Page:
A reader sees a missed opportunity:
“We tend to focus far too much on outward symbols (like Prius driving) in judging whether people are energy conscious.” How could you post that quote from Chris Mooney without referencing the Prius scene from South Park?
Seen above. Another reader:
There are differences between being energy conscious, conserving energy, and energy consumption. In the scenario presented, what is missing are reasons for driving the number of kilometers. If the Prius driver has a profession where he/she must drive 28,700 km per year, then one could argue that he/she was being both energy conscious and energy conserving, even though the energy consumption is greater. On the other hand, if the SUV driver were truly energy conscious, he/she would drive a more efficient vehicle to conserve more energy even if the limited distance was for energy conservation.
Another provides a longer critique:
It’s not clear what the actual amount of gas/emissions are used by the Prius (at 48mpg – I’m not converting to kpg right now!), and the SUV at something like 15mpg.
At first blush, the Prius is more than likely getting at least double the mileage so the Prius driver is using less fuel, right? Not that I disagree with the premise of the study. Or, the conclusion.
The hybrids and Priuses are certainly getting more credit than they may deserve. Here in northern Virginia we have a section of US Interstate (I-66) that is HOV only for all lanes in both the morning (into DC), and the afternoon (outbound), in order to cut back on massive traffic; primarily not allowing cars with single drivers. They somehow decided years ago to allow hybrids the luxury of driving the HOV lanes with just single occupants for some unknown reason not at all related to actual traffic on the road. I’d say you see at least 30% of the cars on that road during HOV hours with one occupant. Of course, when you ponder the process what you see is a fuel-saving/carbon-reducing vehicle getting a benefit on a capacity road issue. Strange, isn’t it? I guess the planners just assume that since you get better mileage, you don’t congest roads?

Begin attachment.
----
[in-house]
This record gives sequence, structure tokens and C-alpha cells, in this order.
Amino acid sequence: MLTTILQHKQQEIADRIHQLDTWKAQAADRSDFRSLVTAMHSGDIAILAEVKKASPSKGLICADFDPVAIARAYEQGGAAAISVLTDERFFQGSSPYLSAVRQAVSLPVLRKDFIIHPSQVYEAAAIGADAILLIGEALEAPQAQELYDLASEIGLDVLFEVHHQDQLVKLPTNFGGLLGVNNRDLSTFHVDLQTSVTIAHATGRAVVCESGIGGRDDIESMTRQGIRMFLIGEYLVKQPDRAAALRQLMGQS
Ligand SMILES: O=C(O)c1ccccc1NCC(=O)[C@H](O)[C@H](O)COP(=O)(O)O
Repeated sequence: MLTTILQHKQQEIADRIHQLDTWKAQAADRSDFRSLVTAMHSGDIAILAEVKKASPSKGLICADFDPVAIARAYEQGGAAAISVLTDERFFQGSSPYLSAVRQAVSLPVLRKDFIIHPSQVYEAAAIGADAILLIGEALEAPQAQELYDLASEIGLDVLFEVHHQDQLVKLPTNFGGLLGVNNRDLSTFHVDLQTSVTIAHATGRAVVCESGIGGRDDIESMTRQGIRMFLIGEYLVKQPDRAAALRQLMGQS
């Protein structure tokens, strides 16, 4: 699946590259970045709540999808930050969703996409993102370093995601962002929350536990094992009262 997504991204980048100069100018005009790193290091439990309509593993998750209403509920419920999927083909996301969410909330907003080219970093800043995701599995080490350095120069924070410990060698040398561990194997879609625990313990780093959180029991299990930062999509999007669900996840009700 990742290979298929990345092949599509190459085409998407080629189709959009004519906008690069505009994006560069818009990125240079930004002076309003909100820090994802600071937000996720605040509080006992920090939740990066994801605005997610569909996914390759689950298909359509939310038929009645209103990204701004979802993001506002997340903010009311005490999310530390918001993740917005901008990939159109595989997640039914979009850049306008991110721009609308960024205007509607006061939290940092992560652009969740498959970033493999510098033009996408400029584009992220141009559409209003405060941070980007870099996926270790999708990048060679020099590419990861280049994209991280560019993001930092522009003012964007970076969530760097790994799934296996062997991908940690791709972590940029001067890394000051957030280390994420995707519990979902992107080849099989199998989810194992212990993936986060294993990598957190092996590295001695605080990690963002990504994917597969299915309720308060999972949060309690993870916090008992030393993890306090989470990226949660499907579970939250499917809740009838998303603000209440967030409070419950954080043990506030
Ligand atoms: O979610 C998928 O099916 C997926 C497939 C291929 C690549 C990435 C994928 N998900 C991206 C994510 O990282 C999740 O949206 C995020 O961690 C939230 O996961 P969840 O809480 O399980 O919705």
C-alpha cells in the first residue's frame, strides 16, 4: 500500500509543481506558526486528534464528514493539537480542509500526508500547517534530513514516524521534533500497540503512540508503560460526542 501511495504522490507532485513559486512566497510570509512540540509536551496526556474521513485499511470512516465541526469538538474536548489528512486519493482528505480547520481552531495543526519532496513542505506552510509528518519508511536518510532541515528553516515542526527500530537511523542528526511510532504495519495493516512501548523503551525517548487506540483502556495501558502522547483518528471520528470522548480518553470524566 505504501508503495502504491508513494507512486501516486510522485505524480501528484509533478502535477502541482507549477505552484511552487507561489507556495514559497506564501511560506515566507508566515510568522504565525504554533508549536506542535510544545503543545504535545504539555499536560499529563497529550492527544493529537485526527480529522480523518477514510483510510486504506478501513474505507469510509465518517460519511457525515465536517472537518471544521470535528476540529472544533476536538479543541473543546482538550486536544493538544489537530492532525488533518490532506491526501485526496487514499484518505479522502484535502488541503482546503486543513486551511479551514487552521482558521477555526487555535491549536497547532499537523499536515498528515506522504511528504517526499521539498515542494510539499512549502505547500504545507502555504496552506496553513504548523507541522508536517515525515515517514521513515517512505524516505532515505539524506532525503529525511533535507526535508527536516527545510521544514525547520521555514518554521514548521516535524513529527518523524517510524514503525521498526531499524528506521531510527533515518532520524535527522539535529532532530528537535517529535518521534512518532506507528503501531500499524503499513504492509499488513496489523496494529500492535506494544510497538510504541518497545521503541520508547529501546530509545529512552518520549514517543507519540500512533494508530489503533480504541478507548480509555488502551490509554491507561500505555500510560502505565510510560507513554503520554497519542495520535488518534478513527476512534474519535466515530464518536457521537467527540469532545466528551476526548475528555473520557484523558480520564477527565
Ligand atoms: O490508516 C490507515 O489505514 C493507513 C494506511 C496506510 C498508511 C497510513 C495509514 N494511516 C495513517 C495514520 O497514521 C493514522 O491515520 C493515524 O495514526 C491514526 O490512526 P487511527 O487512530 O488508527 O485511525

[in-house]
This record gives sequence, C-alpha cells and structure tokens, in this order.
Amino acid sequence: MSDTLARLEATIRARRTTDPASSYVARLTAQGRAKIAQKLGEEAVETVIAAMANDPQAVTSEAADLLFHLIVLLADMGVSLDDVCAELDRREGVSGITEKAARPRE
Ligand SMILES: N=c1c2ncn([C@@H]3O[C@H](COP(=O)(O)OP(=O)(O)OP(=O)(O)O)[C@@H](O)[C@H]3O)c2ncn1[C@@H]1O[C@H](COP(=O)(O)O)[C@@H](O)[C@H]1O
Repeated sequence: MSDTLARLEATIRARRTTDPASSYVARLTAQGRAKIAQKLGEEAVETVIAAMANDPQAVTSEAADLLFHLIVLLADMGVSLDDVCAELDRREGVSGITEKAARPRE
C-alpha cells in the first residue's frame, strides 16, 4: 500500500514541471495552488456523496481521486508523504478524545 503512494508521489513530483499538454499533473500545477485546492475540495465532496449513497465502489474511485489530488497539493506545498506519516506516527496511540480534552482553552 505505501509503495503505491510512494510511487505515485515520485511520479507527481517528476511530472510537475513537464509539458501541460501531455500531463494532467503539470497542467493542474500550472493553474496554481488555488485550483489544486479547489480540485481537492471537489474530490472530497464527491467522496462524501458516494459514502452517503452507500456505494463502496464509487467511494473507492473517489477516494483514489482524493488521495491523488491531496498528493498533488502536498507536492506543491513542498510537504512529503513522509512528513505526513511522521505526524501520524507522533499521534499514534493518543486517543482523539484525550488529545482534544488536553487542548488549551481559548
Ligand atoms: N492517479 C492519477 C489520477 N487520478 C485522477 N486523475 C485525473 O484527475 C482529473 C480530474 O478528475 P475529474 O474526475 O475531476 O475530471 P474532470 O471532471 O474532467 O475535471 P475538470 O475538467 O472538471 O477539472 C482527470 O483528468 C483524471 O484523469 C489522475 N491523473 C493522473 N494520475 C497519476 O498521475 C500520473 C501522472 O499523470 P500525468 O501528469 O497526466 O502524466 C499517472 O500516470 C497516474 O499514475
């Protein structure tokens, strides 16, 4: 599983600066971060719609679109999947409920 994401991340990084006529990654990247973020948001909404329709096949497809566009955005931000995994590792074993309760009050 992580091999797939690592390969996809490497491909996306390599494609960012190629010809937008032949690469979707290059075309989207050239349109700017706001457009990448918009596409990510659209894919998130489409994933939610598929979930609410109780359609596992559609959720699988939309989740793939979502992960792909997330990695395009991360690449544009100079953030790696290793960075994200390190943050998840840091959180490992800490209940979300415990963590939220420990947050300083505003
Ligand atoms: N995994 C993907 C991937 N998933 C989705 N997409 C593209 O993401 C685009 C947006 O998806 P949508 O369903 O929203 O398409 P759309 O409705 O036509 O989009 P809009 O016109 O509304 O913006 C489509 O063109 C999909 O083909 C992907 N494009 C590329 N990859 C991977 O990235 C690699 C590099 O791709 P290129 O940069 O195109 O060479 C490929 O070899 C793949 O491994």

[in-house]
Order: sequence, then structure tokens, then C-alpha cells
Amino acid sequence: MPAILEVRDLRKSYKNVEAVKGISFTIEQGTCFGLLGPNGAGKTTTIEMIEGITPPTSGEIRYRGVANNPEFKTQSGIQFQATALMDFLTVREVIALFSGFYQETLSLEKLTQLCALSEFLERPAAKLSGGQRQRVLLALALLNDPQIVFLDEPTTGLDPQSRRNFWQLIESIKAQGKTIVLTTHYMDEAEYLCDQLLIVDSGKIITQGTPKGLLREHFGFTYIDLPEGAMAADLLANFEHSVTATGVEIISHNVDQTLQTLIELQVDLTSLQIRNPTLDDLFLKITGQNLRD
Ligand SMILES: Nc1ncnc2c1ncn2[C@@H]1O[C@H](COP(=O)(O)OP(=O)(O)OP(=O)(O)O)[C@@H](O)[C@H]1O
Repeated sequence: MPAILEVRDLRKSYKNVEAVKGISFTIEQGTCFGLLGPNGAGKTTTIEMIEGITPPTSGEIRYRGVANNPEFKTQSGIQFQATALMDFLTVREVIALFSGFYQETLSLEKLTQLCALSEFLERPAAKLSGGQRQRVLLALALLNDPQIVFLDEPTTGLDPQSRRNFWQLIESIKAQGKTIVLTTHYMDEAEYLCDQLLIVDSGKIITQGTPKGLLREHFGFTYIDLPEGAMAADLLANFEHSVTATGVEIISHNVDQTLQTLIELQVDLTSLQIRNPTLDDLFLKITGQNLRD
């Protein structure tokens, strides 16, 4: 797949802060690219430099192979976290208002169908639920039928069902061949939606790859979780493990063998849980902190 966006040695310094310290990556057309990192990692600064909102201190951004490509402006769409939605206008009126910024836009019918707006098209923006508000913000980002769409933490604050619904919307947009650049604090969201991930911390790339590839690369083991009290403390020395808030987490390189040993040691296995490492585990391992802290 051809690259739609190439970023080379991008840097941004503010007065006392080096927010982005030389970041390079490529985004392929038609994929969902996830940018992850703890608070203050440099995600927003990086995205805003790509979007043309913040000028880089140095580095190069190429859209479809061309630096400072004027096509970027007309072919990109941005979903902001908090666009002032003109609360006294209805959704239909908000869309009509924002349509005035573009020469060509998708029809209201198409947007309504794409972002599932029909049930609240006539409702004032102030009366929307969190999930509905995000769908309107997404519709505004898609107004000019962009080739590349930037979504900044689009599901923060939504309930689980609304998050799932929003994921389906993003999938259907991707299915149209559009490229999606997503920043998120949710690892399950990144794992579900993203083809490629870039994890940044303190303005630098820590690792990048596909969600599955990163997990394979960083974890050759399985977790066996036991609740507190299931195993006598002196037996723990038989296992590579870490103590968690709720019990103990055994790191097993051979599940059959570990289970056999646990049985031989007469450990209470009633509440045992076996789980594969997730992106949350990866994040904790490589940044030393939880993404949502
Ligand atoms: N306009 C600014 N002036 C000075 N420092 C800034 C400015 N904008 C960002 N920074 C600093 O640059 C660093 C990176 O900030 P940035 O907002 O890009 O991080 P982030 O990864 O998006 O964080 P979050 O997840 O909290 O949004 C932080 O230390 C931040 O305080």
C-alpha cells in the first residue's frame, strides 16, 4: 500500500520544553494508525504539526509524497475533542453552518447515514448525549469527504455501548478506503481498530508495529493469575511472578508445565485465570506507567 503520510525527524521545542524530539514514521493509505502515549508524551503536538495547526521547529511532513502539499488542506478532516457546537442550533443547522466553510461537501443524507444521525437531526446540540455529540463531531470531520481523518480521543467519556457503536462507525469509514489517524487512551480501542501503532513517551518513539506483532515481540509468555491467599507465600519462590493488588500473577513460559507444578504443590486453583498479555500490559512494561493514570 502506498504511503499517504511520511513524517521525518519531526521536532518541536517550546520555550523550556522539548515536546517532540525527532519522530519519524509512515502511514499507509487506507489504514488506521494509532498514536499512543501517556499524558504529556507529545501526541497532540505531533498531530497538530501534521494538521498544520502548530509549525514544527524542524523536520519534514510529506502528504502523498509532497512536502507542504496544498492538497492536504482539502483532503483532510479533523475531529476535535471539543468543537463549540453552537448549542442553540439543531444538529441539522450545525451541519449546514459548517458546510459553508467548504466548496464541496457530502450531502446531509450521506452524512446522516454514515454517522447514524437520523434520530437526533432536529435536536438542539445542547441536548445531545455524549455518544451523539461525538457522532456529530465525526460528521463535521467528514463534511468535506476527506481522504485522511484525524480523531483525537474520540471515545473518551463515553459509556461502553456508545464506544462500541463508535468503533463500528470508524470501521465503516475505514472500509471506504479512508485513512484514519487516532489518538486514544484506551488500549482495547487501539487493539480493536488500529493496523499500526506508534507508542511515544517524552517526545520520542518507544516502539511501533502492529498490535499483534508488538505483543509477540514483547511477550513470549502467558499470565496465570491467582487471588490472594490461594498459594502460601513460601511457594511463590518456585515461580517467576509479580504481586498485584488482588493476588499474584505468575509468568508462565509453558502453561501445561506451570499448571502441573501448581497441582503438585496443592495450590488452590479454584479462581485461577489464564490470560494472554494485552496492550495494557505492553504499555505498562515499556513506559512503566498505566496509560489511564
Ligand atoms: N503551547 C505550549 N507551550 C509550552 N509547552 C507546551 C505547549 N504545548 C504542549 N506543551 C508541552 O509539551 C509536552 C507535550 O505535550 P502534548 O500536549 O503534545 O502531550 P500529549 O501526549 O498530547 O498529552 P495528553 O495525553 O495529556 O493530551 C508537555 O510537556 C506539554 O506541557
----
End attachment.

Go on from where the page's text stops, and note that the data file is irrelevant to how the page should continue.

Lastly, the mileage of a car isn’t the most important factor when taking into account fuel usage and carbon emissions – it’s people miles per gallon burned. A single driver of a Prius getting 49mpg is less efficient than my wife and I commuting into DC together in my 32mpg Nissan Versa: we are getting 62 people miles per gallon, they are getting 49 people miles per gallon. And, we are two people in one car – not a bunch of singles.
Carpooling, or multiple riders per vehicle, is far more important than just mpg, but I don’t think people consider that when buying and driving.
Update from a reader:
Something that doesn’t come up much in discussion like this is the following. Folks talk about electric and hybrid cars (anything that uses a charger to fill up the batteries) as if the power source stops at the battery. But that electricity doesn’t just magically appear at the wall socket. It’s generated somewhere by some process that uses some other energy source to provide it. Depending on where you are, that could be, yes, solar, wind, or hydroelectric or even nuclear generation. More likely it’s from plants burning fossil fuels: natural gas, fuel oil, or – dirtiest of all – coal.
So. Whatever bright future shines ahead of us, that electric car which does not have a local fossil fuel source – gas or coal in the tank burned locally in the car, but it is still, for the foreseeable future, a fossil fueled machine. It may be displaced several steps away from its energy source, but it’s energy source remains the same.
Another responds to that reader:
True as far as it goes, but it’s far easier to control emissions at a power plant than at millions of vehicles. Also, as a dirty power source gets replaced, it has an immediate effect on all the vehicles that derive power from it.